CEOs need to be comfortable in taking enough risks to drive innovation, according to an expert in the field of elite human performance, who explained that an organisation’s risk profile will inevitably set the cultural bar for innovation in a business.
While many organisations are actively seeking greater innovation, organisational leaders are sometimes unwilling to genuinely take the risks required to realise true innovation, said Dr. Andy Walshe, head of high performance for Red Bull.
“From a CEO perspective, innovation starts with understanding the risk profile you are comfortable within your own organisation,” he said.
“So you can mitigate risk across the organisation by framing out elements or organisational structures, where some parts of your organisation accommodate higher levels of risk, with higher demand for innovation.
“And in other areas you need to say ‘This is business as usual, and we will stay the course.’ As a CEO, you don’t necessarily need to have a high-stakes, high-risk sort of tolerance for failure, because you can mitigate that across the portfolio of your organisation.”
This helps set the context for innovation in an organisation, with appropriate supporting structures, systems and processes to help drive innovation in the right parts of the business, explained Walshe, who supervises a Red Bull team of industry-leading scientists, engineers, physicians and technologists to develop and implement elite performance models.
“So the risk profile in R&D might be very different to what you would have in finance – you may not tolerate the same level of risk and innovation there, for example,” he said.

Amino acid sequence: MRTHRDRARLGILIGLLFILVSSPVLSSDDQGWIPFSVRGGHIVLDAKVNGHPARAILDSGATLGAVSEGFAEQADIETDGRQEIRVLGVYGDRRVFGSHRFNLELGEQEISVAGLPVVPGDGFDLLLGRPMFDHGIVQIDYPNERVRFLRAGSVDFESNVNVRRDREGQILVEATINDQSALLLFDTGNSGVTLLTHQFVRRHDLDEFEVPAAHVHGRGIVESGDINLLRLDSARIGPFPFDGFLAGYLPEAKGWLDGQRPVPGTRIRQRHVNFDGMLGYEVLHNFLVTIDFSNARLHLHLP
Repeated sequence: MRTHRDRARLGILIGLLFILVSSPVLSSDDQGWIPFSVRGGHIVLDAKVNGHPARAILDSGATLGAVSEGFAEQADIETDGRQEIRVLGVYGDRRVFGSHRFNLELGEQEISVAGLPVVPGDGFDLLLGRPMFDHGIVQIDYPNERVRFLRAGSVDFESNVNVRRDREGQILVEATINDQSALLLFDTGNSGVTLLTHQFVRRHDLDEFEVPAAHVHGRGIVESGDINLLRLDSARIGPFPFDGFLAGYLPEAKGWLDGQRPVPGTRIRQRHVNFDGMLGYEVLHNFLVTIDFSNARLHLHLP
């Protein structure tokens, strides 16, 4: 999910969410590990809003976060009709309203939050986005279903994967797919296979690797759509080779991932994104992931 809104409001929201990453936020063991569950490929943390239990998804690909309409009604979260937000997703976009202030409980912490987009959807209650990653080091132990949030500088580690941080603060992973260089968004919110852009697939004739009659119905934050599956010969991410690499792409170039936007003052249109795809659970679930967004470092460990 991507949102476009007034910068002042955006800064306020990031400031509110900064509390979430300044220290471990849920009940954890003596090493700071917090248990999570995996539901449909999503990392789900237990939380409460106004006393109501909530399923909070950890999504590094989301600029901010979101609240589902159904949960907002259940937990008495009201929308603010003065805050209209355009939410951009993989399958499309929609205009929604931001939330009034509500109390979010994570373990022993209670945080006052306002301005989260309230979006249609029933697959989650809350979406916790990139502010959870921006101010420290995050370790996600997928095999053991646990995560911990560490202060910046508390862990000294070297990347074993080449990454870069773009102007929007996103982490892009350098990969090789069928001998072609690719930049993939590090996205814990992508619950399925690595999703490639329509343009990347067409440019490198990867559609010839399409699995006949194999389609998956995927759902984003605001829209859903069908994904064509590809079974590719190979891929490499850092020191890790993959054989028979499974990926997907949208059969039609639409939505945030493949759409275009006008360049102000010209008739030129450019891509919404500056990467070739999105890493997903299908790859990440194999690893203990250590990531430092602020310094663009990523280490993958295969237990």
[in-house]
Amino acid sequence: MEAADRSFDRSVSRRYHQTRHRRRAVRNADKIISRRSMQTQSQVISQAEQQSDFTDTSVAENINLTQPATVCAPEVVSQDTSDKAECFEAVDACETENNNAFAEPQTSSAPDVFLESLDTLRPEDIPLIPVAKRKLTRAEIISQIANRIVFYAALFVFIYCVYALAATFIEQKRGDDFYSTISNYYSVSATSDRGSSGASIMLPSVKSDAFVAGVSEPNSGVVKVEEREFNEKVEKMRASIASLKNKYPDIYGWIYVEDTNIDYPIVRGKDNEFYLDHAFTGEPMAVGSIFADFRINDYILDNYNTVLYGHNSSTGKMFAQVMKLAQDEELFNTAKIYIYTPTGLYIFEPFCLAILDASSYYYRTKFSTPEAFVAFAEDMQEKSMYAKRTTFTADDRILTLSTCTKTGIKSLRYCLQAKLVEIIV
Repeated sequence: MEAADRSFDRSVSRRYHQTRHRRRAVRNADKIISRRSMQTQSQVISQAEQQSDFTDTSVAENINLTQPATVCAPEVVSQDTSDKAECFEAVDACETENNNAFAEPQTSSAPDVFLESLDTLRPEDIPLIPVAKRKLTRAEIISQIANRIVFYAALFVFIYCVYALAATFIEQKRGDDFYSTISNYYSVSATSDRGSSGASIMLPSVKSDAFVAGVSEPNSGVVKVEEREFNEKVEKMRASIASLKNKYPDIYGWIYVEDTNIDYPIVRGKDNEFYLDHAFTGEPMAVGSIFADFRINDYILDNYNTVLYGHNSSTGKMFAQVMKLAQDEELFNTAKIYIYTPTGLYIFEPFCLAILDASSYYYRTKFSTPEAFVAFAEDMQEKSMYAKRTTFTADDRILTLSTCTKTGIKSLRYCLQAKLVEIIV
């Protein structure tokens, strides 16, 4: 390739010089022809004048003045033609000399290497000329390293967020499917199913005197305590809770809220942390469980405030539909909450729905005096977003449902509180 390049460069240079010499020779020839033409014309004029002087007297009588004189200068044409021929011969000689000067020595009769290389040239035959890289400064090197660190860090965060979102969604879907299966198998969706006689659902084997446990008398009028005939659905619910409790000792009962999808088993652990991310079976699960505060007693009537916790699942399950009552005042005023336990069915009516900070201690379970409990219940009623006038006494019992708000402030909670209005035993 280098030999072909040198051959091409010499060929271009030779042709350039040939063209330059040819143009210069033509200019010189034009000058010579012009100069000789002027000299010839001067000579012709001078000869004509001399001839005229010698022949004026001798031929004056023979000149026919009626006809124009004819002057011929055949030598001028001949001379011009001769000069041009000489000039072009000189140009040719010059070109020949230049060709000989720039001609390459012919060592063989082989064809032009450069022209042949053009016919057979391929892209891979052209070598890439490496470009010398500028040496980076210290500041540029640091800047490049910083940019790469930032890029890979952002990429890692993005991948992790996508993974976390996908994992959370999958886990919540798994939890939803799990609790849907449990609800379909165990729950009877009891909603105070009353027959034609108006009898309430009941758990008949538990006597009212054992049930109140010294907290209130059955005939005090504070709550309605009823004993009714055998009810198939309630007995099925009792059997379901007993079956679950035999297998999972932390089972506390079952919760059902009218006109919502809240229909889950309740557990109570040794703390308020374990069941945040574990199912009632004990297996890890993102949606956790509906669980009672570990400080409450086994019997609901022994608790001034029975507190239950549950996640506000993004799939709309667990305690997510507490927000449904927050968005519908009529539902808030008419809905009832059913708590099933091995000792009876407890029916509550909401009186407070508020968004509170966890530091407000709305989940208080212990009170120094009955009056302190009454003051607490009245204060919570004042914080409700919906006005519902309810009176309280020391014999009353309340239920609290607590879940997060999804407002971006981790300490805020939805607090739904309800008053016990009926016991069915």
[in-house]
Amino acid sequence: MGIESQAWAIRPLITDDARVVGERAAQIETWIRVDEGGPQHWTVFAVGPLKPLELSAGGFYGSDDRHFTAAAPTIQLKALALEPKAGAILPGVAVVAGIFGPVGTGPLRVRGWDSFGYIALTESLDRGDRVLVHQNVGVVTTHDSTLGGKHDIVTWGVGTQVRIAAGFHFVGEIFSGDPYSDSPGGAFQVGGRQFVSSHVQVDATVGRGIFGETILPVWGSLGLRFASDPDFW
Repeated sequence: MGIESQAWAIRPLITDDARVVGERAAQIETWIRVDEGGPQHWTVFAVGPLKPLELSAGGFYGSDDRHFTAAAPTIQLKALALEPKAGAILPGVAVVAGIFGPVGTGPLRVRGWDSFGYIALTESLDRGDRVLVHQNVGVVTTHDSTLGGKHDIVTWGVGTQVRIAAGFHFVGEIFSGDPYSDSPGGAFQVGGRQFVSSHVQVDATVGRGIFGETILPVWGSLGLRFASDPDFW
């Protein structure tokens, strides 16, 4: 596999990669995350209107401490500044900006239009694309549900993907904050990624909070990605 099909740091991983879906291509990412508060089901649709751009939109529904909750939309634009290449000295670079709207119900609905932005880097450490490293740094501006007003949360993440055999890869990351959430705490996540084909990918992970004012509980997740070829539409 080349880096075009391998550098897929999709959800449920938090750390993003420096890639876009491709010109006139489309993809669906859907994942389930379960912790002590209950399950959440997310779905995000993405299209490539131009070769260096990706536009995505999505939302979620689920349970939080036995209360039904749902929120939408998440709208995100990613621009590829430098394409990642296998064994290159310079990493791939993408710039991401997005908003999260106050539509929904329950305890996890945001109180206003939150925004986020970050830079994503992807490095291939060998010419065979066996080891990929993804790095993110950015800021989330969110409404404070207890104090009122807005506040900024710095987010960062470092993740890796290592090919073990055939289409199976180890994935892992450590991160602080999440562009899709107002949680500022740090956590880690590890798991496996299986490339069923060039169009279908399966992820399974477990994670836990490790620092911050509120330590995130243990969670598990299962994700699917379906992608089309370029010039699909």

Without clarity of risk tolerance and the supporting structures, Walshe said people may be afraid to make a mistake or afraid to take a chance, which can inhibit the process of innovation.
“They’ll sit in the comfort zone of their performance, which means you’ll never get everything you want out of them anyway, because they’re always going to hedge their bets,” he said.
“And in doing so, you’ve just cut the legs out from under that part of the innovation programme.”
“In every business that we see, character trumps talent. You always select for character”
This happens in many organisations and there are a variety of models in the market that companies adopt to help manage risk versus innovation processes, according to Walshe, who was recently in Sydney to speak at the CEB (now Gartner) ReimagineHR conference.
One model is to assign the higher risk/innovation operations to a separate entity, and Walshe gave the example of Google and Alphabet, in which the function of search (and revenues associated with it) are protected under Google, while other entities under Alphabet are tasked with a stronger focus on innovation and allowed to take more risks.
“Then there’s the fact that everyone wants innovation, but are they prepared to resource it and support it and allow it to thrive, and understand that out of a thousand ideas, one or two may be worthwhile?
“It’s a hard path for some people to walk sometimes.”
The risk of being creative
Similarly, Walshe explained the importance of creativity in business and its link to innovation, and said Red Bull had done a lot of research into creativity as a fundamental element of human performance.